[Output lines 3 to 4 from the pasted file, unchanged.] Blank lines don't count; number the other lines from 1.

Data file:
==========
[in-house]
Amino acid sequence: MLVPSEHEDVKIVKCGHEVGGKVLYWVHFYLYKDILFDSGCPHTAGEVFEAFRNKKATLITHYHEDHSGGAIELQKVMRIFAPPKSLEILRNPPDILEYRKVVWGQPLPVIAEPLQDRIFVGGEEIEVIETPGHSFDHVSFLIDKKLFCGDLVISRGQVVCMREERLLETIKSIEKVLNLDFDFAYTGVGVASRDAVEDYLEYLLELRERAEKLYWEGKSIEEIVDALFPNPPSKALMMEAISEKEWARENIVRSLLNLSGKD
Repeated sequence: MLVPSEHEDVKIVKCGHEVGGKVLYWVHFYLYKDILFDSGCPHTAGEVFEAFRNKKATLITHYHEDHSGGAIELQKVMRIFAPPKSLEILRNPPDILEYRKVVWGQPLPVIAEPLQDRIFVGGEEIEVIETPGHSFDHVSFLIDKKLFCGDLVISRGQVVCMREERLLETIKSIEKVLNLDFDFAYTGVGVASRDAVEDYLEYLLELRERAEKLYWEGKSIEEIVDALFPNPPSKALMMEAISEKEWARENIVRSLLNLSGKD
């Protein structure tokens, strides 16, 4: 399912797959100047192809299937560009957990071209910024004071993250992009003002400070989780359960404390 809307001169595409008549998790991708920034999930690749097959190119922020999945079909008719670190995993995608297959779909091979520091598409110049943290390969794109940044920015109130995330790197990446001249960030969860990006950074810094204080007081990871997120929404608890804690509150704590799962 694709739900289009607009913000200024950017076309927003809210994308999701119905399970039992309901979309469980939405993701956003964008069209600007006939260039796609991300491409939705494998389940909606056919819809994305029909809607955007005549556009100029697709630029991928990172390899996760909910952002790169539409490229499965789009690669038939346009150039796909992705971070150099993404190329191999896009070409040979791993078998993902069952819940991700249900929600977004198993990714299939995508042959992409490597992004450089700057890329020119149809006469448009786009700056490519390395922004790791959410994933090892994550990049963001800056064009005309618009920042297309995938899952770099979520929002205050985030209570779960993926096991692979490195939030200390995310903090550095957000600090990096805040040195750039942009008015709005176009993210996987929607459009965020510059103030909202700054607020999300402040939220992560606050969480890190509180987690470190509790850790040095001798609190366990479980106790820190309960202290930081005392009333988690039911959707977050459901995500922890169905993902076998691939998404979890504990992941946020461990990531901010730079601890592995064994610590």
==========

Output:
Repeated sequence: MLVPSEHEDVKIVKCGHEVGGKVLYWVHFYLYKDILFDSGCPHTAGEVFEAFRNKKATLITHYHEDHSGGAIELQKVMRIFAPPKSLEILRNPPDILEYRKVVWGQPLPVIAEPLQDRIFVGGEEIEVIETPGHSFDHVSFLIDKKLFCGDLVISRGQVVCMREERLLETIKSIEKVLNLDFDFAYTGVGVASRDAVEDYLEYLLELRERAEKLYWEGKSIEEIVDALFPNPPSKALMMEAISEKEWARENIVRSLLNLSGKD
């Protein structure tokens, strides 16, 4: 399912797959100047192809299937560009957990071209910024004071993250992009003002400070989780359960404390 809307001169595409008549998790991708920034999930690749097959190119922020999945079909008719670190995993995608297959779909091979520091598409110049943290390969794109940044920015109130995330790197990446001249960030969860990006950074810094204080007081990871997120929404608890804690509150704590799962 694709739900289009607009913000200024950017076309927003809210994308999701119905399970039992309901979309469980939405993701956003964008069209600007006939260039796609991300491409939705494998389940909606056919819809994305029909809607955007005549556009100029697709630029991928990172390899996760909910952002790169539409490229499965789009690669038939346009150039796909992705971070150099993404190329191999896009070409040979791993078998993902069952819940991700249900929600977004198993990714299939995508042959992409490597992004450089700057890329020119149809006469448009786009700056490519390395922004790791959410994933090892994550990049963001800056064009005309618009920042297309995938899952770099979520929002205050985030209570779960993926096991692979490195939030200390995310903090550095957000600090990096805040040195750039942009008015709005176009993210996987929607459009965020510059103030909202700054607020999300402040939220992560606050969480890190509180987690470190509790850790040095001798609190366990479980106790820190309960202290930081005392009333988690039911959707977050459901995500922890169905993902076998691939998404979890504990992941946020461990990531901010730079601890592995064994610590």